Officials at Wisconsin’s troubled Tomah VA Medical Center confirmed today that its former director, Mario DeSanctis, is no longer employed by the U.S. Department of Veterans Affairs – the latest fallout from Reveal’s revelations of improper prescription practices at the hospital.
“The search process for a new Director will be initiated immediately,” the acting director, John Rohrer, wrote in an email to hospital employees this morning.
The VA had reassigned DeSanctis in March and appointed Rohrer interim chief of the facility, once dubbed “Candy Land” because of its seemingly unrestrained reliance on opiate prescriptions – sometimes leading to tragic consequences.
Last month, the VA’s chief watchdog office concluded that a lethal cocktail of prescription drugs had killed Marine Corps veteran Jason Simcakoski while he was being treated in the hospital’s psychiatric ward for anxiety that had left him feeling suicidal.
The hospital recently announced that the acute psychiatric unit would close temporarily as of Friday “(d)ue to critical psychiatric staff shortages.” Patients were to be transferred to VA facilities in Madison or Milwaukee, or to non-VA facilities.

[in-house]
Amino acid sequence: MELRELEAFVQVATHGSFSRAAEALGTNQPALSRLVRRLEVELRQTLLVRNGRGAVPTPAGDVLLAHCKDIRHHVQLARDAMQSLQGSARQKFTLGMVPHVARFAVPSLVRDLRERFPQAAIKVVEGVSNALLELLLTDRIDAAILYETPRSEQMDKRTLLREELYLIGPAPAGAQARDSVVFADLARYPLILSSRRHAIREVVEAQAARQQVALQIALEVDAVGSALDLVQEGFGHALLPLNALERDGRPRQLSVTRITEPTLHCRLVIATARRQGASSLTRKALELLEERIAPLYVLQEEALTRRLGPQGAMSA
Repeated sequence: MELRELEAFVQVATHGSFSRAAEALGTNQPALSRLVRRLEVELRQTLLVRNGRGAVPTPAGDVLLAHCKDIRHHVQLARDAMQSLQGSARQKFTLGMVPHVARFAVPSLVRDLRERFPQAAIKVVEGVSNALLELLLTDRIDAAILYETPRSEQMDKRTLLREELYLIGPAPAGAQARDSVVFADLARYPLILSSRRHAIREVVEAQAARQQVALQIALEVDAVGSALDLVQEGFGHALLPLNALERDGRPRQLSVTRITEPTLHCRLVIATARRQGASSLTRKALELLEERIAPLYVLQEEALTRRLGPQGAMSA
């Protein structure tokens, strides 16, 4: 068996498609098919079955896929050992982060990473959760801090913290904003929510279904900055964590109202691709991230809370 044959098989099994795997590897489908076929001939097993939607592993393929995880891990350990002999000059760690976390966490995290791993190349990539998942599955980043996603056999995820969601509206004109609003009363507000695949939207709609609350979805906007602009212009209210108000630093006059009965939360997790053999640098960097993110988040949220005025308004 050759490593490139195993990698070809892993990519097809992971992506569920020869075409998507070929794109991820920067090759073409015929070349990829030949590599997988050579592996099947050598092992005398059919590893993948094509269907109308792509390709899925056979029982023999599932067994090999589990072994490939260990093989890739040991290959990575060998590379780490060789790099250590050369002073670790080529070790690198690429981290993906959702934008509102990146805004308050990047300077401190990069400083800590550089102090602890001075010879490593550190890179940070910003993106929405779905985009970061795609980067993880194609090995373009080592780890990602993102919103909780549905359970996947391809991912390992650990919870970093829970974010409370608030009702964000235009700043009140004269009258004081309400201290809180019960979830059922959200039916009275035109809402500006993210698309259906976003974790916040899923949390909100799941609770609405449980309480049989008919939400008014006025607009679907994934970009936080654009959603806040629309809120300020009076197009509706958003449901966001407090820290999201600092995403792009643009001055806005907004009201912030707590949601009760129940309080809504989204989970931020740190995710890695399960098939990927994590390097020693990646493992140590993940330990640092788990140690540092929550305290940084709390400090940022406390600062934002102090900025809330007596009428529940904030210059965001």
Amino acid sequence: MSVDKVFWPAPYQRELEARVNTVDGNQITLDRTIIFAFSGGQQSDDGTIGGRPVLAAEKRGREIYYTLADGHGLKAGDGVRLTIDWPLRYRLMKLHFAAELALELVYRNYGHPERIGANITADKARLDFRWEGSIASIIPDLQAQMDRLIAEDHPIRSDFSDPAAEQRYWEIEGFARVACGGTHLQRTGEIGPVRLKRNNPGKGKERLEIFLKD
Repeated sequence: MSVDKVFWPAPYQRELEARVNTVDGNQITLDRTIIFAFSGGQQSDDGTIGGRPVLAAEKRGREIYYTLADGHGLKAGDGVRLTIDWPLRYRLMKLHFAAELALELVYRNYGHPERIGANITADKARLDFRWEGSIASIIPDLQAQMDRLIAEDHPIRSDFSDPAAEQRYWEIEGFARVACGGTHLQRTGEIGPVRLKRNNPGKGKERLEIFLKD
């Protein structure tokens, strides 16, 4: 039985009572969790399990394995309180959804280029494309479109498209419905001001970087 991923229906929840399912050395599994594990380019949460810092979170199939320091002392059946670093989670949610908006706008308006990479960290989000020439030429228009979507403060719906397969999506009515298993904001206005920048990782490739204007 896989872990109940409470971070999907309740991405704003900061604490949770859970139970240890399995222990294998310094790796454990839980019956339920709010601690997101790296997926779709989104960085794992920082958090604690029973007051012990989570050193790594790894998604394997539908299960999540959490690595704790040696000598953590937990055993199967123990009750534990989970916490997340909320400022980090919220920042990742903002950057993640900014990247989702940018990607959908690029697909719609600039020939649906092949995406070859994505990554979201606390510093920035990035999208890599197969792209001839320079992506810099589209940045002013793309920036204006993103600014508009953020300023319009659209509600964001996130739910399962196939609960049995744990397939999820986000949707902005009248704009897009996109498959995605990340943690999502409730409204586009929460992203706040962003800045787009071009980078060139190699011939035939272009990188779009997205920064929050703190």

“We intend to re-open the unit but will only do so when we have the necessary psychiatric staff to do so safely,” Rohrer said in the statement, which outlined a series of initiatives, including advertising job openings and increasing starting psychiatrist salaries to $240,000.
In its August report, the VA’s inspector general blamed Simcakoski’s death on “mixed drug toxicity” after being prescribed more than a dozen drugs, including buprenorphine, a potent medication distributed under the name Suboxone that often is used to treat opiate addictions.
The report blamed a breakdown in procedures, including the failure of psychiatrists at the hospital to adequately inform patients of the risks some drugs posed and for neglecting to get written consent before administering dangerous drugs.
His death was one of at least five fatal overdoses linked to the Tomah VA hospital while under the charge of chief of staff Dr. David Houlihan – nicknamed the “Candy Man” by some because of his prolific prescribing practices. A Reveal investigation earlier this year found that opiate prescriptions at the Tomah facility sharply increased under Houlihan’s watch.
Hospital spokesman Matthew Gowan said in an email that Houlihan remains on administrative leave. One of the doctors involved in the Simcakoski case, Dr. Ronda Davis, was terminated in July.